Home / West-bengal / Bengal coal block: promise and reality

Bengal coal block: promise and reality

Deocha-Pachami coal block is located in Birbhum’s Mohammedbazar and spread over 11,222 acres
Part of the area where the Deocha-Pachami coal mine will be set up. At present, there are stone crushers or abandoned mines.

Pranesh Sarkar   |   Calcutta   |   Published 19.09.19, 07:14 PM

The Deocha-Pachami coal block in Birbhum has taken centre stage in Bengal politics after Mamata Banerjee invited Prime Minister Narendra Modi to inaugurate the project when she met him in Delhi on Wednesday.

The Telegraph takes a closer look at the status of the project, the future of the second-largest coal block in the world and how it could help the state once mining of coal starts.

The coal block

The Deocha-Pachami coal block is located in Birbhum’s Mohammedbazar and spread over 11,222 acres. According to preliminary estimates, it has coal reserves of 2.2 billion tonnes.

About a decade ago, the coal block was allotted to Eastern Coalfield Limited (ECL), which did not take initiatives to start mining of coal for a few years.

In 2014, the centre reallocated the coal block to six states, including Bengal and a central public sector undertaking. The other stakeholders were Karnataka, Bihar, Tamil Nadu, Uttar Pradesh Punjab and PSU Satluj Jal Vidyut Nigam.

But work didn’t progress much as the stakeholders did not show enough interest in starting the groundwork. The Bengal government then wanted to take up the project alone. The coal ministry allotted the block to Bengal last year.

The state recently secured the Centre’s nod to allow the West Bengal Power Development Corporation Ltd (WBPDCL) to mine coal in the block.

Present status

The block is under the control of the state but requires a series of measures before the mining of coal can start.

First, an environmental impact assessment (EIA) study has to be undertaken. That will require at least nine months. But the state would be able to start the EIA only after it sign an MoU with the Centre, which is yet to be done, sources said.

“Once the EIA makes it clear that the project would not have a major adverse effect on environment, a feasibility study has to be conducted. If the feasibility study says mining of coal would be cost-effective, the state can float global tenders to undertake mining,” said a Nabanna official.

Another official said roping in an international agency is essential as no Indian company has experience of mining coal from such a block, which has thick overhead stone layers upto 1km.

“The recent Union cabinet decision to allow 100 per cent foreign direct investment (FDI) in mining could help us rope in an agency from countries like Australia or South Africa but we are not sure whether it would be cost-effective. We have to find out why the ECL and the majority of the states, which were given stakes in the block, did not show enough interest to go ahead with the project,” said a source.

The hurdles

The first problem is acquisition of land. The project is spread over 11,222 acres, of which the state owns only about 2,000 acres. Private individuals own about 9,000 acres.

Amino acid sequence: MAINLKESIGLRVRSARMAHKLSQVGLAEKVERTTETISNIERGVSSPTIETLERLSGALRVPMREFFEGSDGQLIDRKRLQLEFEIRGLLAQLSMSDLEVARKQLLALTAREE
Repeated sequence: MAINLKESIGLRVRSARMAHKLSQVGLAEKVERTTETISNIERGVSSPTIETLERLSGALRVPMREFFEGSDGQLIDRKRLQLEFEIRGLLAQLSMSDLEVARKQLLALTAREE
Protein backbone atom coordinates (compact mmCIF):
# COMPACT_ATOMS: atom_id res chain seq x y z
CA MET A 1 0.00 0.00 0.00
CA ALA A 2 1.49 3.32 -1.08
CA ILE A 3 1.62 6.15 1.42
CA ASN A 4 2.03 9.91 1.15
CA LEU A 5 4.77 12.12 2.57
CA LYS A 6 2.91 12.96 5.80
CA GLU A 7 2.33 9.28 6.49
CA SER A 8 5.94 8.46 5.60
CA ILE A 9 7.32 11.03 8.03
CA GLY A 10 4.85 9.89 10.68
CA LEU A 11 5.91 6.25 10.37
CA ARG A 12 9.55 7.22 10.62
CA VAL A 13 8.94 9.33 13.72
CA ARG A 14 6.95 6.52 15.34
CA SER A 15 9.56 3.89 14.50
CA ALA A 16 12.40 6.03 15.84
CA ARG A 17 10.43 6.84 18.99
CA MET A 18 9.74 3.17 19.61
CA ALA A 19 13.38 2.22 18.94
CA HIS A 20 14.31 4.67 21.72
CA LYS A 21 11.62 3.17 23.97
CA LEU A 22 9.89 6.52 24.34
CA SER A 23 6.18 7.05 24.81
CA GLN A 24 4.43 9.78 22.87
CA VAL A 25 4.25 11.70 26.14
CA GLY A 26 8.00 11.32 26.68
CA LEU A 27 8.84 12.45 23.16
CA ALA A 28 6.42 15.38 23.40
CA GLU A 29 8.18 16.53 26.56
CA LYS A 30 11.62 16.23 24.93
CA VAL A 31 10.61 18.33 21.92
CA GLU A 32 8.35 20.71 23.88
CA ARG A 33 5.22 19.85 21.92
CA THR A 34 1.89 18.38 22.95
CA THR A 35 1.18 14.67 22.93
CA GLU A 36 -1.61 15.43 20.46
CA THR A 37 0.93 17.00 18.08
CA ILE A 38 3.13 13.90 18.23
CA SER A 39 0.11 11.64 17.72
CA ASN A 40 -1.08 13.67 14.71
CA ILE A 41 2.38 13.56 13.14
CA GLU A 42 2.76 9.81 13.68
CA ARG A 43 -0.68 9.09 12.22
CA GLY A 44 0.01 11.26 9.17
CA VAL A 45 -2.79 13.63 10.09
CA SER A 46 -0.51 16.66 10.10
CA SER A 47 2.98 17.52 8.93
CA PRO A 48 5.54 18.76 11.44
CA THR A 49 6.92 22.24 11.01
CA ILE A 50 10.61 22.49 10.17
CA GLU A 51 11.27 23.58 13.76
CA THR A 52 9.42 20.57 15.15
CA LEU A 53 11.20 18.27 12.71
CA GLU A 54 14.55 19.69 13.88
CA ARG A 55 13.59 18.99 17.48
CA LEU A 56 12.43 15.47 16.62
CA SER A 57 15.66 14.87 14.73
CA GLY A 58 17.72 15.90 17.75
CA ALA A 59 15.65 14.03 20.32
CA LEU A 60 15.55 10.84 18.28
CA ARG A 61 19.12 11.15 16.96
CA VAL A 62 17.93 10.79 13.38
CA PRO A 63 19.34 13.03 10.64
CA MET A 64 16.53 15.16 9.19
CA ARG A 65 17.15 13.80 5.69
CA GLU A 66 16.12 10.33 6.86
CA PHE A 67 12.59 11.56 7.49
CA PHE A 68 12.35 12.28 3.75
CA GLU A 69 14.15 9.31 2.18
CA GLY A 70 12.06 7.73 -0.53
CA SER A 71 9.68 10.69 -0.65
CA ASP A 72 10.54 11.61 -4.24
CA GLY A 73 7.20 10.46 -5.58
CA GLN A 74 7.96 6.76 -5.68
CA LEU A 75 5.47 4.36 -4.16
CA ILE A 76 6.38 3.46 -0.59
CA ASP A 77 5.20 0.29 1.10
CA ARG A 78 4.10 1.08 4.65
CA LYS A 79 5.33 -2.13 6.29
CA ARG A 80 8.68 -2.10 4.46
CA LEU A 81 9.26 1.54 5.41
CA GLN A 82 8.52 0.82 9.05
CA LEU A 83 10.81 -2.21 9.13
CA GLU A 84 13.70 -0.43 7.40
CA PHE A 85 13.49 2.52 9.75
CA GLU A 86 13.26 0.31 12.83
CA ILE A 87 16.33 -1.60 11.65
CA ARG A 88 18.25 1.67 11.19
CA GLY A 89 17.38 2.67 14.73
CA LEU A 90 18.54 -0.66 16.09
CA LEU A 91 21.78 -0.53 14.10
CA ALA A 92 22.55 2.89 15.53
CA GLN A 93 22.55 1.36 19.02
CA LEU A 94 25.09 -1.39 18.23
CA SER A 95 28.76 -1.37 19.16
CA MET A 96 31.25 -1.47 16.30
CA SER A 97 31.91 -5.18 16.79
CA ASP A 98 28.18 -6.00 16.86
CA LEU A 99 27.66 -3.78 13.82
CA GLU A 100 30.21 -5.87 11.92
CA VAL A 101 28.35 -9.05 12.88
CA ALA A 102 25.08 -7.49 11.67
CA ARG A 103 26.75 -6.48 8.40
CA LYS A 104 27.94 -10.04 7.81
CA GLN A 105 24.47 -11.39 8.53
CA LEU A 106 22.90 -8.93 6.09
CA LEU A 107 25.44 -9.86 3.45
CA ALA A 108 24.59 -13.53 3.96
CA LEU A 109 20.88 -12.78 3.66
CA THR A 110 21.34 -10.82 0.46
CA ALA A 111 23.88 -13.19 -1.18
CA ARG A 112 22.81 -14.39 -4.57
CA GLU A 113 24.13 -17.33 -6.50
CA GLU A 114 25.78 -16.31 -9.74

“Here lies the biggest difficulty… We don’t have any land acquisition act under the state’s hands-off land policy. Purchasing such a huge quantum of land directly from the owners is almost impossible,” said a senior official.

The second major problem is relocating nearly 10,000 tribal people living in 35 hamlets spread across the project area.

The chief minister had announced earlier this month that the state government would ensure proper rehabilitation for the displaced people.

But her assurance apparently failed to convince the people, who have threatened to oppose the project.

Sunil Soren, convenor of the Birbhum Adivasi Gaonta, an apolitical organisation of the tribal community, said they had bitter experience in the past when stone quarries were set up on their land and they were offered a niggardly compensation.

“The government did not take enough initiatives to ensure the rights of the tribal people. So, it is now tough to convince them to get part with their plots,” said Soren.

Promised benefits

If coal is mined from the block, it will help the power sector of the state enormously. WBPDCL sources said if the mine gets operational, the power plants of Bengal would not face any shortage of coal for the next 70 years.

At present, WBPDCL has assured supply of 14 million metric tonnes (MMT) of coal annually against a demand of 24 MMT to run its power plants. Besides, the state can earn handsome amounts by selling off surplus coal to other states if mining is possible in the block.

This apart, the state government believes around 1 lakh jobs will be generated once the mine becomes operational.

The ruling Trinamul can stand to gain ahead of the 2021 Assembly polls if the project is inaugurated ahead of the election.

“There was no major investment in the state since the Trinamul came to power in 2011. If the chief minister can inaugurate a project that has a potential of generating 1 lakh jobs, she would definitely get an advantage ahead of the Assembly polls,” said a bureaucrat.


Copyright © 2020 The Telegraph. All rights reserved.